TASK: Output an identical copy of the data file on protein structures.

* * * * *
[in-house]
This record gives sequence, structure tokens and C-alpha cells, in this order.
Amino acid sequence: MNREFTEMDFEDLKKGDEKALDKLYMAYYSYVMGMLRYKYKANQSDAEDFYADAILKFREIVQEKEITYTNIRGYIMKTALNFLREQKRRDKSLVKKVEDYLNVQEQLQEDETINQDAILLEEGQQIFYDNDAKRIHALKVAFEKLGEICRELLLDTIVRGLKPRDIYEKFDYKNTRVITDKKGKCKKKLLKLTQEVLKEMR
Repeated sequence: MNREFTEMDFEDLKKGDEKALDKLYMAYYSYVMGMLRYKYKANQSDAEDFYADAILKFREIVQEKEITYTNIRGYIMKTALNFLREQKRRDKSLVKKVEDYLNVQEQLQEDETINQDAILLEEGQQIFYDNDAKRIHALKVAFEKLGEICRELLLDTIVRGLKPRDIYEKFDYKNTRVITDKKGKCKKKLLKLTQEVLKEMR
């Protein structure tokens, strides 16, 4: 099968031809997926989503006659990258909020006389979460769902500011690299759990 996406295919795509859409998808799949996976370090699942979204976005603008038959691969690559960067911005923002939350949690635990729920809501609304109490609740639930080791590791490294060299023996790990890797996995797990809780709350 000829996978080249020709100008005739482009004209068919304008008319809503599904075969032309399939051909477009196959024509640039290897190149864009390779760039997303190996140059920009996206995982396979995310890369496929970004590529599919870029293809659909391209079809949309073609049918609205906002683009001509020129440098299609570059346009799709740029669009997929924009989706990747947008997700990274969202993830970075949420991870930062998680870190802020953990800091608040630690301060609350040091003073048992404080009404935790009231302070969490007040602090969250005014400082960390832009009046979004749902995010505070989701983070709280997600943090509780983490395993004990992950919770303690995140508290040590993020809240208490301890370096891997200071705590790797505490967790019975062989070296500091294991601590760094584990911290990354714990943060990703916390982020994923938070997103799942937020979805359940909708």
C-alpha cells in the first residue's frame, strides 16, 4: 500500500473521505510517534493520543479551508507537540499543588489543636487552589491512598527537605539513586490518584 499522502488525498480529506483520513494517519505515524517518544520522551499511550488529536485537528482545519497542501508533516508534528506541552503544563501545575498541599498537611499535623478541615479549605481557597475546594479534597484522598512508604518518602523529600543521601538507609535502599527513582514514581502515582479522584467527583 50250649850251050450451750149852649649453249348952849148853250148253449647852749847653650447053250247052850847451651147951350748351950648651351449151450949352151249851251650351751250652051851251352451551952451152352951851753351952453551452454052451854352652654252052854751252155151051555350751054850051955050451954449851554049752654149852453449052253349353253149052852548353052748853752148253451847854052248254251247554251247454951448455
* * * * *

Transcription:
[in-house]
This record gives sequence, structure tokens and C-alpha cells, in this order.
Amino acid sequence: MNREFTEMDFEDLKKGDEKALDKLYMAYYSYVMGMLRYKYKANQSDAEDFYADAILKFREIVQEKEITYTNIRGYIMKTALNFLREQKRRDKSLVKKVEDYLNVQEQLQEDETINQDAILLEEGQQIFYDNDAKRIHALKVAFEKLGEICRELLLDTIVRGLKPRDIYEKFDYKNTRVITDKKGKCKKKLLKLTQEVLKEMR
Repeated sequence: MNREFTEMDFEDLKKGDEKALDKLYMAYYSYVMGMLRYKYKANQSDAEDFYADAILKFREIVQEKEITYTNIRGYIMKTALNFLREQKRRDKSLVKKVEDYLNVQEQLQEDETINQDAILLEEGQQIFYDNDAKRIHALKVAFEKLGEICRELLLDTIVRGLKPRDIYEKFDYKNTRVITDKKGKCKKKLLKLTQEVLKEMR
């Protein structure tokens, strides 16, 4: 099968031809997926989503006659990258909020006389979460769902500011690299759990 996406295919795509859409998808799949996976370090699942979204976005603008038959691969690559960067911005923002939350949690635990729920809501609304109490609740639930080791590791490294060299023996790990890797996995797990809780709350 000829996978080249020709100008005739482009004209068919304008008319809503599904075969032309399939051909477009196959024509640039290897190149864009390779760039997303190996140059920009996206995982396979995310890369496929970004590529599919870029293809659909391209079809949309073609049918609205906002683009001509020129440098299609570059346009799709740029669009997929924009989706990747947008997700990274969202993830970075949420991870930062998680870190802020953990800091608040630690301060609350040091003073048992404080009404935790009231302070969490007040602090969250005014400082960390832009009046979004749902995010505070989701983070709280997600943090509780983490395993004990992950919770303690995140508290040590993020809240208490301890370096891997200071705590790797505490967790019975062989070296500091294991601590760094584990911290990354714990943060990703916390982020994923938070997103799942937020979805359940909708």
C-alpha cells in the first residue's frame, strides 16, 4: 500500500473521505510517534493520543479551508507537540499543588489543636487552589491512598527537605539513586490518584 499522502488525498480529506483520513494517519505515524517518544520522551499511550488529536485537528482545519497542501508533516508534528506541552503544563501545575498541599498537611499535623478541615479549605481557597475546594479534597484522598512508604518518602523529600543521601538507609535502599527513582514514581502515582479522584467527583 50250649850251050450451750149852649649453249348952849148853250148253449647852749847653650447053250247052850847451651147951350748351950648651351449151450949352151249851251650351751250652051851251352451551952451152352951851753351952453551452454052451854352652654252052854751252155151051555350751054850051955050451954449851554049752654149852453449052253349353253149052852548353052748853752148253451847854052248254251247554251247454951448455